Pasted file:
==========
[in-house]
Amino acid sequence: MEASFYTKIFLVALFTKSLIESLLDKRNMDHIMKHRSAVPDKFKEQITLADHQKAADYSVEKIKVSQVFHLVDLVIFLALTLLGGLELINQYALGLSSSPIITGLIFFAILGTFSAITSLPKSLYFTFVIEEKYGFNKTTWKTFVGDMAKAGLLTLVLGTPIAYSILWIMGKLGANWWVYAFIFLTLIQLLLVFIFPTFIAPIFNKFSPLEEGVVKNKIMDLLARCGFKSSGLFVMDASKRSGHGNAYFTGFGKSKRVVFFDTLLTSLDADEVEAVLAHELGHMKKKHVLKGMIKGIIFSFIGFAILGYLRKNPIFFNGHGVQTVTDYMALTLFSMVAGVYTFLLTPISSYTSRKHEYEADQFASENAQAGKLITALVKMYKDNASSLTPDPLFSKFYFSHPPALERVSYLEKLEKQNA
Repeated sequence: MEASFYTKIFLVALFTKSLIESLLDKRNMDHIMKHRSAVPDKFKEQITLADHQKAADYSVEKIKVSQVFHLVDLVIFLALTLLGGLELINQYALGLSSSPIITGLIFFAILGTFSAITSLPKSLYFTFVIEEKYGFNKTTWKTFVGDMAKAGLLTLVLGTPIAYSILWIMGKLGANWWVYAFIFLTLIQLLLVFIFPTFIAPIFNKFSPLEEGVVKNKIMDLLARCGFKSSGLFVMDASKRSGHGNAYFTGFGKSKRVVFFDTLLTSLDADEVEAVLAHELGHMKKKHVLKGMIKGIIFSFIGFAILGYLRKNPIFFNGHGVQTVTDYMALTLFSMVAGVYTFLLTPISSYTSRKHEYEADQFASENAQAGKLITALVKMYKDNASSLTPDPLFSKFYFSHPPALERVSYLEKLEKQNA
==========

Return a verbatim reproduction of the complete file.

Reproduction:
[in-house]
Amino acid sequence: MEASFYTKIFLVALFTKSLIESLLDKRNMDHIMKHRSAVPDKFKEQITLADHQKAADYSVEKIKVSQVFHLVDLVIFLALTLLGGLELINQYALGLSSSPIITGLIFFAILGTFSAITSLPKSLYFTFVIEEKYGFNKTTWKTFVGDMAKAGLLTLVLGTPIAYSILWIMGKLGANWWVYAFIFLTLIQLLLVFIFPTFIAPIFNKFSPLEEGVVKNKIMDLLARCGFKSSGLFVMDASKRSGHGNAYFTGFGKSKRVVFFDTLLTSLDADEVEAVLAHELGHMKKKHVLKGMIKGIIFSFIGFAILGYLRKNPIFFNGHGVQTVTDYMALTLFSMVAGVYTFLLTPISSYTSRKHEYEADQFASENAQAGKLITALVKMYKDNASSLTPDPLFSKFYFSHPPALERVSYLEKLEKQNA
Repeated sequence: MEASFYTKIFLVALFTKSLIESLLDKRNMDHIMKHRSAVPDKFKEQITLADHQKAADYSVEKIKVSQVFHLVDLVIFLALTLLGGLELINQYALGLSSSPIITGLIFFAILGTFSAITSLPKSLYFTFVIEEKYGFNKTTWKTFVGDMAKAGLLTLVLGTPIAYSILWIMGKLGANWWVYAFIFLTLIQLLLVFIFPTFIAPIFNKFSPLEEGVVKNKIMDLLARCGFKSSGLFVMDASKRSGHGNAYFTGFGKSKRVVFFDTLLTSLDADEVEAVLAHELGHMKKKHVLKGMIKGIIFSFIGFAILGYLRKNPIFFNGHGVQTVTDYMALTLFSMVAGVYTFLLTPISSYTSRKHEYEADQFASENAQAGKLITALVKMYKDNASSLTPDPLFSKFYFSHPPALERVSYLEKLEKQNA